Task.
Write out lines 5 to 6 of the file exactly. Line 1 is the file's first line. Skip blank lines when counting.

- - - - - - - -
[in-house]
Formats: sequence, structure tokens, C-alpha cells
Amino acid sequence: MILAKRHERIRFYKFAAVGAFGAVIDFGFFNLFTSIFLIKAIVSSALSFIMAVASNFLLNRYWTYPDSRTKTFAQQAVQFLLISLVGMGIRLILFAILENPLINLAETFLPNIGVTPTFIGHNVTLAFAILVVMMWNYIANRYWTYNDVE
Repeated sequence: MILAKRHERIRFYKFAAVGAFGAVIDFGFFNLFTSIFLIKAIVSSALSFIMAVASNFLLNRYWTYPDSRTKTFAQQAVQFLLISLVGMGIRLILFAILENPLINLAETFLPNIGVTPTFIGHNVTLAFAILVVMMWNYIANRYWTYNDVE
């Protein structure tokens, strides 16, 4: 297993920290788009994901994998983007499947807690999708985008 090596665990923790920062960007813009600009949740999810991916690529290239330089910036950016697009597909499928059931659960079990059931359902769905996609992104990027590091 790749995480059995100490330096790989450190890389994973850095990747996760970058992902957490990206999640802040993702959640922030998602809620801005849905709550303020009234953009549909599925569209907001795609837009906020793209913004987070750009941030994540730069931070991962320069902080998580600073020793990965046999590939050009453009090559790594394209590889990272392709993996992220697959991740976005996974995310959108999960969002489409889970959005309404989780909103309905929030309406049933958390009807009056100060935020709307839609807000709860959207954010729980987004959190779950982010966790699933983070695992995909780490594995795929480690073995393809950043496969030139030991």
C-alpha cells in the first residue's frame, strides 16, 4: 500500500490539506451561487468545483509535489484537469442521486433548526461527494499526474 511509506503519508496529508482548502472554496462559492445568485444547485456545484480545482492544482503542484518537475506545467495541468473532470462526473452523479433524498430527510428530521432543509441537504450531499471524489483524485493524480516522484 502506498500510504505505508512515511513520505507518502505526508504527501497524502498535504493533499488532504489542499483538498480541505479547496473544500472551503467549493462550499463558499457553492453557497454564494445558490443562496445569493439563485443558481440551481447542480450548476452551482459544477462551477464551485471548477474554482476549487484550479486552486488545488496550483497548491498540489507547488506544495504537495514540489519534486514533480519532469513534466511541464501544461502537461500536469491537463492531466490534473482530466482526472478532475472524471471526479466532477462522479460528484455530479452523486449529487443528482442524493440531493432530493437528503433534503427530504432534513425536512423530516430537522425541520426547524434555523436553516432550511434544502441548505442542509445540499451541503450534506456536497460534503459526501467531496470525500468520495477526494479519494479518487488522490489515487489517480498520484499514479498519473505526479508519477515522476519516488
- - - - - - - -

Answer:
């Protein structure tokens, strides 16, 4: 297993920290788009994901994998983007499947807690999708985008 090596665990923790920062960007813009600009949740999810991916690529290239330089910036950016697009597909499928059931659960079990059931359902769905996609992104990027590091 790749995480059995100490330096790989450190890389994973850095990747996760970058992902957490990206999640802040993702959640922030998602809620801005849905709550303020009234953009549909599925569209907001795609837009906020793209913004987070750009941030994540730069931070991962320069902080998580600073020793990965046999590939050009453009090559790594394209590889990272392709993996992220697959991740976005996974995310959108999960969002489409889970959005309404989780909103309905929030309406049933958390009807009056100060935020709307839609807000709860959207954010729980987004959190779950982010966790699933983070695992995909780490594995795929480690073995393809950043496969030139030991």
C-alpha cells in the first residue's frame, strides 16, 4: 500500500490539506451561487468545483509535489484537469442521486433548526461527494499526474 511509506503519508496529508482548502472554496462559492445568485444547485456545484480545482492544482503542484518537475506545467495541468473532470462526473452523479433524498430527510428530521432543509441537504450531499471524489483524485493524480516522484 502506498500510504505505508512515511513520505507518502505526508504527501497524502498535504493533499488532504489542499483538498480541505479547496473544500472551503467549493462550499463558499457553492453557497454564494445558490443562496445569493439563485443558481440551481447542480450548476452551482459544477462551477464551485471548477474554482476549487484550479486552486488545488496550483497548491498540489507547488506544495504537495514540489519534486514533480519532469513534466511541464501544461502537461500536469491537463492531466490534473482530466482526472478532475472524471471526479466532477462522479460528484455530479452523486449529487443528482442524493440531493432530493437528503433534503427530504432534513425536512423530516430537522425541520426547524434555523436553516432550511434544502441548505442542509445540499451541503450534506456536497460534503459526501467531496470525500468520495477526494479519494479518487488522490489515487489517480498520484499514479498519473505526479508519477515522476519516488